DECENT WORK AND SOCIAL PROTECTION FOR YOUNG PEOPLE LEAVING CARE - GAPS AND RESPONSES IN 12 COUNTRIES WORLDWIDE
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DECENT WORK AND SOCIAL PROTECTION FOR YOUNG PEOPLE LEAVING CARE GAPS AND RESPONSES IN 12 COUNTRIES WORLDWIDE
DECENT WORK AND SOCIAL PROTECTION FOR YOUNG PEOPLE LEAVING CARE GAPS AND RESPONSES IN 12 COUNTRIES WORLDWIDE imprint © SOS Children’s Villages International, 2018 Published by: SOS Children’s Villages International Brigittenauer Lände 50 A-1200 Vienna, Austria www.sos-childrensvillages.org Any part of this publication may be freely reproduced with the appropriate acknowledgement. Editor: Claudia Arisi Authors: Claire Cameron, Hanan Hauari, Claudia Arisi Graphic design: Manuela Tippl Proofreading: Sophie Crockett-Chaves, Mary Brezovich Cover photos (from the top left to right): Patrick Wittmann, Claire Ladavicius, Katerina Ilievska, Stefan Pleger, Senad Gubelić, Marko Mägi, Lydia Mantler, Claire Ladavicius, Vlado Soldo.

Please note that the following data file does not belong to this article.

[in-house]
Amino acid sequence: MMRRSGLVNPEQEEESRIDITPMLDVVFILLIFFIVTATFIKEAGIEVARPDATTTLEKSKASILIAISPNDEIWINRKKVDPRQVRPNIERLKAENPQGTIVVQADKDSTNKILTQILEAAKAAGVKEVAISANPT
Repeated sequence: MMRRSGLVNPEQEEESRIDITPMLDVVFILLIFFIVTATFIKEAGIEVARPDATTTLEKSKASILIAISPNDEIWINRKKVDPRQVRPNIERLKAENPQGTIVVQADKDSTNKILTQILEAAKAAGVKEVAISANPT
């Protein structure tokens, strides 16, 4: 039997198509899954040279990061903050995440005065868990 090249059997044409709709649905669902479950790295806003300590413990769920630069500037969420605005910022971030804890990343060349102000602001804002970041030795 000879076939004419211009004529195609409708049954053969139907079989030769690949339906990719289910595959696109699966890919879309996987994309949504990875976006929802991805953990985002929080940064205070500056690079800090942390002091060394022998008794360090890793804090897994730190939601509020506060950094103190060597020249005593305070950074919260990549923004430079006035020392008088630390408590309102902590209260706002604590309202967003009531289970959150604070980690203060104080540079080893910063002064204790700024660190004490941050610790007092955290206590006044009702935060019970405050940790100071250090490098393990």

2 SOS Children’s Villages Decent Work and Social Protection for Young People Leaving Care 3 24 Italy 12 croatia Kyrgyzstan 34 30 KOSOVO 58 tunisia 40 mexico cape verde 8 46 NICARAGUA Table of 52 Togo 62 Uganda Contents 18 ecuador 04 Foreword 66 ZIMBABWE 05 Acknowledgements 06 Introduction 08 Country mapping reports* Snapshot of the target population and the care system** Legislative and policy framework State provisions for children up to the age of 18 State provisions for leaving care and after-care support Education, training and employment situation Number of young people leaving care with qualifications Main activity of young people leaving care Pathways in education, training and employment Youth support measures to access decent work Specific programmes and services targeting care leavers State responses at the national level State responses at the local level Non-state responses Conclusions 72 Conclusions and final remarks * All country mapping reports follow the same structure. 74 Recommendations ** Online data last retrieved in February 2018.